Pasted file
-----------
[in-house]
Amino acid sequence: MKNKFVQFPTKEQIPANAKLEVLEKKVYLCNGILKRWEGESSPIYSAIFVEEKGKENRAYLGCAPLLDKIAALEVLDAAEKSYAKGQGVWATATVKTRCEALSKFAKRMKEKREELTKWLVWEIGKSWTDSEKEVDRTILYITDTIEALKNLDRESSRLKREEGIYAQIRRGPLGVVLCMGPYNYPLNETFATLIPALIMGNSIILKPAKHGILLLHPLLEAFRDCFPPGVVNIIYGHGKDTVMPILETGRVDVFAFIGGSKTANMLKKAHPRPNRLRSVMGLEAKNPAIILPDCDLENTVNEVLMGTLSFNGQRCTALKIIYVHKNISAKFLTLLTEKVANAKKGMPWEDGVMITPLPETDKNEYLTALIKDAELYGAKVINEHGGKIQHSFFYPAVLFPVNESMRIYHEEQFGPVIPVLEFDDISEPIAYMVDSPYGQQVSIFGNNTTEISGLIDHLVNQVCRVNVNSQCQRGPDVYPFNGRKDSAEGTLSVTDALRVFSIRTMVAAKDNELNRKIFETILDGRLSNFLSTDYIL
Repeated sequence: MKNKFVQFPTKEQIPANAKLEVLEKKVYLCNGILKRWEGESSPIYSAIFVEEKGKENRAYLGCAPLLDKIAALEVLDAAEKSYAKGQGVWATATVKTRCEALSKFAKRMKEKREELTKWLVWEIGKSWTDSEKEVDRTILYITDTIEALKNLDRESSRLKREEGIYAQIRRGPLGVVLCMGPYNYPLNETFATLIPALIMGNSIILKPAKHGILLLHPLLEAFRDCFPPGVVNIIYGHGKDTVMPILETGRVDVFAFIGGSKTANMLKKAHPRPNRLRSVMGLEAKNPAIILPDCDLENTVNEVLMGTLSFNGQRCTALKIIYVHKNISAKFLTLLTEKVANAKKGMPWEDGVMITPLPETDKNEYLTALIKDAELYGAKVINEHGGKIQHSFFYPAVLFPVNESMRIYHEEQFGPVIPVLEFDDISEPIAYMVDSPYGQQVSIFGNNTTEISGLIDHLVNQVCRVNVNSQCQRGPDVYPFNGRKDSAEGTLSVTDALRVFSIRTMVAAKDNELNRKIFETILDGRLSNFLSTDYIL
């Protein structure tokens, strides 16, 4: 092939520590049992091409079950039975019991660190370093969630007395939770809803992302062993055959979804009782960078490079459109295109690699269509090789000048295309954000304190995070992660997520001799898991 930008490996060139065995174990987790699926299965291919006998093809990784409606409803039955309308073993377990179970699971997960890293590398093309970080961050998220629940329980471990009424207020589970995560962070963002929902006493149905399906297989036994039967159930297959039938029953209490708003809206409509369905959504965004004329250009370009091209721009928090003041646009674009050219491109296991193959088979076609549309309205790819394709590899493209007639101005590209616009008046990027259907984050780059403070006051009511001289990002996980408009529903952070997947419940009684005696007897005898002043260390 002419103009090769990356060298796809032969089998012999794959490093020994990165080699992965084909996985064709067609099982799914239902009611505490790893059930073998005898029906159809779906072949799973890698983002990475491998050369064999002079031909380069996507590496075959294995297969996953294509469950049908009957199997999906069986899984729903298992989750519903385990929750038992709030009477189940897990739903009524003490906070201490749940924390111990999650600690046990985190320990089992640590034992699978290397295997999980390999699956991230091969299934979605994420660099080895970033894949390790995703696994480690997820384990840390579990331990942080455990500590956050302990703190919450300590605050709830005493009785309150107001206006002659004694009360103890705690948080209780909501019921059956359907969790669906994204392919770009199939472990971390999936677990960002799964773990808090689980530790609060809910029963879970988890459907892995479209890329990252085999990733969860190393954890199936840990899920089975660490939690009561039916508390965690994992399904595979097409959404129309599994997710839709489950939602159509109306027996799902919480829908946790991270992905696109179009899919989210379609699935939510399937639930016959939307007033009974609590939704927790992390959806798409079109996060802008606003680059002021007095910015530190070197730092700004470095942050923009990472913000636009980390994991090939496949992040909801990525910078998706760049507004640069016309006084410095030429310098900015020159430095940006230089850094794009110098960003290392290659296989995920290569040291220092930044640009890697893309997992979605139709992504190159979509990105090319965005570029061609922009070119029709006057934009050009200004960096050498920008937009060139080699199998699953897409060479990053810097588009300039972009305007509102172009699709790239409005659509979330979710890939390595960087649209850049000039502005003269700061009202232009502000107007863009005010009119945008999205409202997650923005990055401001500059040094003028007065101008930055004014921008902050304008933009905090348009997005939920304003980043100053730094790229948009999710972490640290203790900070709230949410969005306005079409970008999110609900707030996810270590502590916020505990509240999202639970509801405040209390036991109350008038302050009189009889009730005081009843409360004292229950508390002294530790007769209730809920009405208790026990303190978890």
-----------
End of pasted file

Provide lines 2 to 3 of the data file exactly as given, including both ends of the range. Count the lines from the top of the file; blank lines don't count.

Amino acid sequence: MKNKFVQFPTKEQIPANAKLEVLEKKVYLCNGILKRWEGESSPIYSAIFVEEKGKENRAYLGCAPLLDKIAALEVLDAAEKSYAKGQGVWATATVKTRCEALSKFAKRMKEKREELTKWLVWEIGKSWTDSEKEVDRTILYITDTIEALKNLDRESSRLKREEGIYAQIRRGPLGVVLCMGPYNYPLNETFATLIPALIMGNSIILKPAKHGILLLHPLLEAFRDCFPPGVVNIIYGHGKDTVMPILETGRVDVFAFIGGSKTANMLKKAHPRPNRLRSVMGLEAKNPAIILPDCDLENTVNEVLMGTLSFNGQRCTALKIIYVHKNISAKFLTLLTEKVANAKKGMPWEDGVMITPLPETDKNEYLTALIKDAELYGAKVINEHGGKIQHSFFYPAVLFPVNESMRIYHEEQFGPVIPVLEFDDISEPIAYMVDSPYGQQVSIFGNNTTEISGLIDHLVNQVCRVNVNSQCQRGPDVYPFNGRKDSAEGTLSVTDALRVFSIRTMVAAKDNELNRKIFETILDGRLSNFLSTDYIL
Repeated sequence: MKNKFVQFPTKEQIPANAKLEVLEKKVYLCNGILKRWEGESSPIYSAIFVEEKGKENRAYLGCAPLLDKIAALEVLDAAEKSYAKGQGVWATATVKTRCEALSKFAKRMKEKREELTKWLVWEIGKSWTDSEKEVDRTILYITDTIEALKNLDRESSRLKREEGIYAQIRRGPLGVVLCMGPYNYPLNETFATLIPALIMGNSIILKPAKHGILLLHPLLEAFRDCFPPGVVNIIYGHGKDTVMPILETGRVDVFAFIGGSKTANMLKKAHPRPNRLRSVMGLEAKNPAIILPDCDLENTVNEVLMGTLSFNGQRCTALKIIYVHKNISAKFLTLLTEKVANAKKGMPWEDGVMITPLPETDKNEYLTALIKDAELYGAKVINEHGGKIQHSFFYPAVLFPVNESMRIYHEEQFGPVIPVLEFDDISEPIAYMVDSPYGQQVSIFGNNTTEISGLIDHLVNQVCRVNVNSQCQRGPDVYPFNGRKDSAEGTLSVTDALRVFSIRTMVAAKDNELNRKIFETILDGRLSNFLSTDYIL